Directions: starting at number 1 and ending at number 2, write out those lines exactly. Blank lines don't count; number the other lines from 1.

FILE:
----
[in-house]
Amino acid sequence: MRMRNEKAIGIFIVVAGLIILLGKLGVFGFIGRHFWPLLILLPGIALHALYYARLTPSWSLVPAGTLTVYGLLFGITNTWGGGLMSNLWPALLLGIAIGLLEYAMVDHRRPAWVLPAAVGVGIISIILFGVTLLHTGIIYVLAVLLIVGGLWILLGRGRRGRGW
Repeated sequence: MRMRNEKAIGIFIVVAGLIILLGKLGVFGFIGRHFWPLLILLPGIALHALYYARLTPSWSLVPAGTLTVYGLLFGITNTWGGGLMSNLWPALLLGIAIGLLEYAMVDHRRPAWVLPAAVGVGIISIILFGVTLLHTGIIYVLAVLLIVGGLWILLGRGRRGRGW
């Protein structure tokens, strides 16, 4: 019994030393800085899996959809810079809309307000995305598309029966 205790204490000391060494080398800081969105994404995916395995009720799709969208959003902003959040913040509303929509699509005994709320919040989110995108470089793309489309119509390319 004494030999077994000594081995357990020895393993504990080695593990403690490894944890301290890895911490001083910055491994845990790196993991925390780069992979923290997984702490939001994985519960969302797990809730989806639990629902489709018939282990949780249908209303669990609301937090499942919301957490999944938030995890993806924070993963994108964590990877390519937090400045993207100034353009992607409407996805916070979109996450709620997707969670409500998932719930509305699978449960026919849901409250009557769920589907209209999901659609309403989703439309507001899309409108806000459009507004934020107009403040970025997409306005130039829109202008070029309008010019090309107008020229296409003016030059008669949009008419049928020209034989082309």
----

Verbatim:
[in-house]
Amino acid sequence: MRMRNEKAIGIFIVVAGLIILLGKLGVFGFIGRHFWPLLILLPGIALHALYYARLTPSWSLVPAGTLTVYGLLFGITNTWGGGLMSNLWPALLLGIAIGLLEYAMVDHRRPAWVLPAAVGVGIISIILFGVTLLHTGIIYVLAVLLIVGGLWILLGRGRRGRGW